West Indies chased down 322 on the final day for a remarkable victory against all expectations in the second test against England on Tuesday.
Shai Hope carried West Indies home at Headingley with a personal milestone as he became the first man in more than 500 first-class games at the Leeds ground to make a century in both innings.
He was 118 not out in the second innings as West Indies made 322-5, winning by five wickets at the very end of the final session of the match when all three results were still possible.
“Someone had to do it so I just put my hand up and did it for the team,” Hope said.
Having made 147 for a maiden test century in the first innings, Hope doubled up with his unbeaten ton in the second, the first time that’s happened in 127 years of first-class cricket at Headingley. His second-innings century came under extreme pressure, too. He arrived with West Indies 53-2, teetering, and facing defeat.
“On the fifth day, against high-quality bowling on a used wicket. Great knock,” said England captain Joe Root.
Jermaine Blackwood helped Hope take West Indies to victory with a breezy 41 off 45 balls at the end and opener Kraigg Brathwaite did much of the tough early work against the new ball for his 95.
Hope and Brathwaite both made centuries in the first innings of 427 to give the West Indies the early advantage in an enthralling test. England surrendered a big first-innings lead – out for 258 – only to make enough runs in its second innings to declare on 490-8.
England planned to be pushing for victory on the final day but three dropped catches at the end of a test which had a series of missed chances hurt the home team. Former skipper Alastair Cook put Brathwaite down at first slip when the opener was on just 4. Brathwaite survived a second chance, too, on his way to setting up West Indies’ thrilling chase.
Cook again missed another one at slip near the end, this time with Hope on 106 and England hoping to apply some final pressure with West Indies still needing 37 to win in the gloom of the early evening.
Hope, who batted for more than five hours, ensured West Indies came through with an innings of grit and composure to seal a test that signaled a big future for the 23-year-old. West Indies last won a test in England 17 years ago, but more than just ending that dire run in England, this was one of the team’s most memorable triumphs anywhere.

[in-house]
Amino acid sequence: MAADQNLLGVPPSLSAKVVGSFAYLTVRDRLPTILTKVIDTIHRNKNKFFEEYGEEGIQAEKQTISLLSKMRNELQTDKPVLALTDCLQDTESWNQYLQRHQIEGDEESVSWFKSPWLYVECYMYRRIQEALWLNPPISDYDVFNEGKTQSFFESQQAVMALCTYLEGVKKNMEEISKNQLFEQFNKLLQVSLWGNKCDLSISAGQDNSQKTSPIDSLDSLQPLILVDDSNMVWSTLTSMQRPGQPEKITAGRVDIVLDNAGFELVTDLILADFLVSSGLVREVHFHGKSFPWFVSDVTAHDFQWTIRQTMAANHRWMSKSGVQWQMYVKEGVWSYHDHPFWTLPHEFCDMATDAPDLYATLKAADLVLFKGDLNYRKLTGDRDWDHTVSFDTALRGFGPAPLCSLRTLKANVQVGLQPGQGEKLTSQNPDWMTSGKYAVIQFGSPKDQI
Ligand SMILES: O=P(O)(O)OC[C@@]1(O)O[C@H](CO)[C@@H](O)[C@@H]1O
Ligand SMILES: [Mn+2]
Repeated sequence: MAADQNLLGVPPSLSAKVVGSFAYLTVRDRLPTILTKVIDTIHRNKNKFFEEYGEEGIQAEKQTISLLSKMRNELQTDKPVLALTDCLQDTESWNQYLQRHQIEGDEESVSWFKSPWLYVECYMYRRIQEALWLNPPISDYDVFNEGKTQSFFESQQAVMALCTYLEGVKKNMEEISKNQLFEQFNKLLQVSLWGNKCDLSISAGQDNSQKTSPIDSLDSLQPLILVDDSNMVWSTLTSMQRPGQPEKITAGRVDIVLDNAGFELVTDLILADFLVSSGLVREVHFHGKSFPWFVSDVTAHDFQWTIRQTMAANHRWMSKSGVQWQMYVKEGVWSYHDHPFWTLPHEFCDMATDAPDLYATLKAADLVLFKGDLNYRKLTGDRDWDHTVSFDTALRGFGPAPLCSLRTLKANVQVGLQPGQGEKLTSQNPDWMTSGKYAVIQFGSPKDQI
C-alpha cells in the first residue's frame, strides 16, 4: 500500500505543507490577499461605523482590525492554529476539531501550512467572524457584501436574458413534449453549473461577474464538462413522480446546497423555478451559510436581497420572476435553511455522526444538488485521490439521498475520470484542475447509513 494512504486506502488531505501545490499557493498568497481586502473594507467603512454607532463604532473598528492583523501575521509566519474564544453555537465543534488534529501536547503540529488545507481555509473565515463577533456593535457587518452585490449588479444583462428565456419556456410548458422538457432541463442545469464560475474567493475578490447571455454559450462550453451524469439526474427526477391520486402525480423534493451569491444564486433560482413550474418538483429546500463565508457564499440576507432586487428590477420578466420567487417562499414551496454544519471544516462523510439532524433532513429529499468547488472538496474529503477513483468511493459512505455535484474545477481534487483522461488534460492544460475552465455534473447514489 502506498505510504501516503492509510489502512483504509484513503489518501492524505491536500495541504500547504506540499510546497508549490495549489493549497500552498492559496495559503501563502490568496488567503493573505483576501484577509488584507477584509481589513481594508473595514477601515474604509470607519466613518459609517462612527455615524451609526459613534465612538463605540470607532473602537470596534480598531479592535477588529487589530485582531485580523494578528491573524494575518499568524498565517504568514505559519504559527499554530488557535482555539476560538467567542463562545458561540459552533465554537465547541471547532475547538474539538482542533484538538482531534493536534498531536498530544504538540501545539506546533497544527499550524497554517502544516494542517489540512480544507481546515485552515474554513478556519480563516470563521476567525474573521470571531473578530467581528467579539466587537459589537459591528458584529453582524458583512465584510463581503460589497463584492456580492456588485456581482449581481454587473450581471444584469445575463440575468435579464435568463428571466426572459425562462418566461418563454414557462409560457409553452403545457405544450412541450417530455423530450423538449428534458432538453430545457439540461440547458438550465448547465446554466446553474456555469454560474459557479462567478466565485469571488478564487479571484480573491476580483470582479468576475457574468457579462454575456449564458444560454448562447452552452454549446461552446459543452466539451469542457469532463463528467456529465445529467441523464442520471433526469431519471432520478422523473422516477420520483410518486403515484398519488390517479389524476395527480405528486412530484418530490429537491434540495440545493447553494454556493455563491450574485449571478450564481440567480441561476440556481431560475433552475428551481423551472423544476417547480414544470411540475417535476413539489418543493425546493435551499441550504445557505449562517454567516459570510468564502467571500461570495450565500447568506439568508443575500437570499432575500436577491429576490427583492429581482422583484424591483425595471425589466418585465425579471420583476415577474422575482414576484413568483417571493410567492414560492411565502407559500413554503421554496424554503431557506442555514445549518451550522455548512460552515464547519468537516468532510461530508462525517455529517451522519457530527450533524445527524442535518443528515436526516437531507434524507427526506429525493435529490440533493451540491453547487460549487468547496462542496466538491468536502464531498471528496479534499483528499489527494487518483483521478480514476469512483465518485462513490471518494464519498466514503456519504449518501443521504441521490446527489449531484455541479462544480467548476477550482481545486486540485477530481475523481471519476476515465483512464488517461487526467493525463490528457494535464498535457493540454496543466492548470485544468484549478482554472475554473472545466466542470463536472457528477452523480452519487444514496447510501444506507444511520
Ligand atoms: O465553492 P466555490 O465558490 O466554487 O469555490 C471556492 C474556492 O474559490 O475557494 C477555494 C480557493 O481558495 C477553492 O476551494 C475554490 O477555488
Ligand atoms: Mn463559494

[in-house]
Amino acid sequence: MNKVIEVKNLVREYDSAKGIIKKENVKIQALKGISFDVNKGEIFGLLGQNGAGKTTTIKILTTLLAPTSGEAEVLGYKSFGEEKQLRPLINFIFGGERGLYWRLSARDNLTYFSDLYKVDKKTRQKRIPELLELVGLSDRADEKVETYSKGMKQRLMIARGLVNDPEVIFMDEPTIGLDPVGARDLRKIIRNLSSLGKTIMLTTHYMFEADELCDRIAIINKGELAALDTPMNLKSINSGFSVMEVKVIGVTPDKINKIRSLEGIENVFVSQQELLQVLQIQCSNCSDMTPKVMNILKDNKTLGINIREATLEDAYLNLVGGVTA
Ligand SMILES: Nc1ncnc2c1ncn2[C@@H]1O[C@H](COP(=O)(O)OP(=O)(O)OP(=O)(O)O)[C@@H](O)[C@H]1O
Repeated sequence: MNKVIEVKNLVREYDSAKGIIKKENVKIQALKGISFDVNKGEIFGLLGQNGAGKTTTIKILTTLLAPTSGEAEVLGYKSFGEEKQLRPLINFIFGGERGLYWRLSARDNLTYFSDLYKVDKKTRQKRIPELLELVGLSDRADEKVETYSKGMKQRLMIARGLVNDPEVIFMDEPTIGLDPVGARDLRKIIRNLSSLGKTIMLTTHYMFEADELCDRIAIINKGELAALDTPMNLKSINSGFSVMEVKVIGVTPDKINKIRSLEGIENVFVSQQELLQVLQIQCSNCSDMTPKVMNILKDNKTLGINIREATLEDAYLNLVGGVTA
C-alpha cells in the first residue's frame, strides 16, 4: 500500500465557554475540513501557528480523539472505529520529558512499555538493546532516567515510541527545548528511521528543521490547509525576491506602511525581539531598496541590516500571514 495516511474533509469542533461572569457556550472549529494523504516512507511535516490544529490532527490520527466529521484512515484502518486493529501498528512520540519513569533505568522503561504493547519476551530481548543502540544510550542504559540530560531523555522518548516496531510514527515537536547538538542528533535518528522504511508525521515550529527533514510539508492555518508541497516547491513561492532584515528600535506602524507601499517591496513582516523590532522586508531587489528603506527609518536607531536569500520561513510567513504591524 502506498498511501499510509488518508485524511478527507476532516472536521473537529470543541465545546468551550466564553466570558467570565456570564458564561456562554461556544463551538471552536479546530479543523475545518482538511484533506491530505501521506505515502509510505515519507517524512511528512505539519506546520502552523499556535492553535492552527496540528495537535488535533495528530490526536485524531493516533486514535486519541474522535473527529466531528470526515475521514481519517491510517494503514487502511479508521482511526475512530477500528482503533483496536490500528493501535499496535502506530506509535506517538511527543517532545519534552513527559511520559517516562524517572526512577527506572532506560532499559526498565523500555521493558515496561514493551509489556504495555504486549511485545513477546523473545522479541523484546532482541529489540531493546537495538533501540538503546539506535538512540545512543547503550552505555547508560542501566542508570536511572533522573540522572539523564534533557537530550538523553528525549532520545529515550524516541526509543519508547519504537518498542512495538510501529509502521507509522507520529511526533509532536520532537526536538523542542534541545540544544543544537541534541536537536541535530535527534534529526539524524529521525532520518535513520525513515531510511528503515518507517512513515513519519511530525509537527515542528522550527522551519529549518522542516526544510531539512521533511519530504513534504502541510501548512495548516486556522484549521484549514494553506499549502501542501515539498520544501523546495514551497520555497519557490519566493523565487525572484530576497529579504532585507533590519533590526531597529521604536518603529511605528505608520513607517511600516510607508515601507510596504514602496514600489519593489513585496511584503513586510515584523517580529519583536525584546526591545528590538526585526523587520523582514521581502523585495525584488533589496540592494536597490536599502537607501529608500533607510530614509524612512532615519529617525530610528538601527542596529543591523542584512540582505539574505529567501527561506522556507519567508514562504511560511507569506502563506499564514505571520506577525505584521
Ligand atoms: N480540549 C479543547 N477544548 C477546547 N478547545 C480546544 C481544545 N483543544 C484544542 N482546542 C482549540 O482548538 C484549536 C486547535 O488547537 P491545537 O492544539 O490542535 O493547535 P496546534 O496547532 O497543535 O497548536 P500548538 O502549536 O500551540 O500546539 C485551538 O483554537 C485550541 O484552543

It was an astonishing turnaround after West Indies lost the first test by an innings and 209 runs inside three days. In that humiliation at Edgbaston, the tourists lost 19 wickets in a day. The young West Indies team was fiercely criticized for its capitulation in the first test and wasn’t given a hope at Headingley.
“What a five days. After getting the kicking we did at Edgbaston, to get the boys back up to achieve what they’ve done these last five days, it’s a great effort,” said West Indies coach Stuart Law.
“I think it’s put a lot of doubters out there to bed.”
The West Indians got 317 of the 322 runs they needed on the final day. They also made the second-highest fourth-innings total ever at Headingley to win a test.
Illustrating the scale of the achievement, only Don Bradman’s Australia team in 1948 – a team known as ‘The Invincibles’ – have made more runs in the fourth innings to win a test in Leeds.
The West Indians’ victory levelled the series at 1-1 and gives them a chance of a series win no one expected outside the West Indies camp.
England, with the series-decider at Lord’s now its last test before the far tougher Ashes in Australia at the end of the year, must respond like it did against South Africa earlier in the summer. Then, England came back from a big disappointment in the second test to win that series convincingly.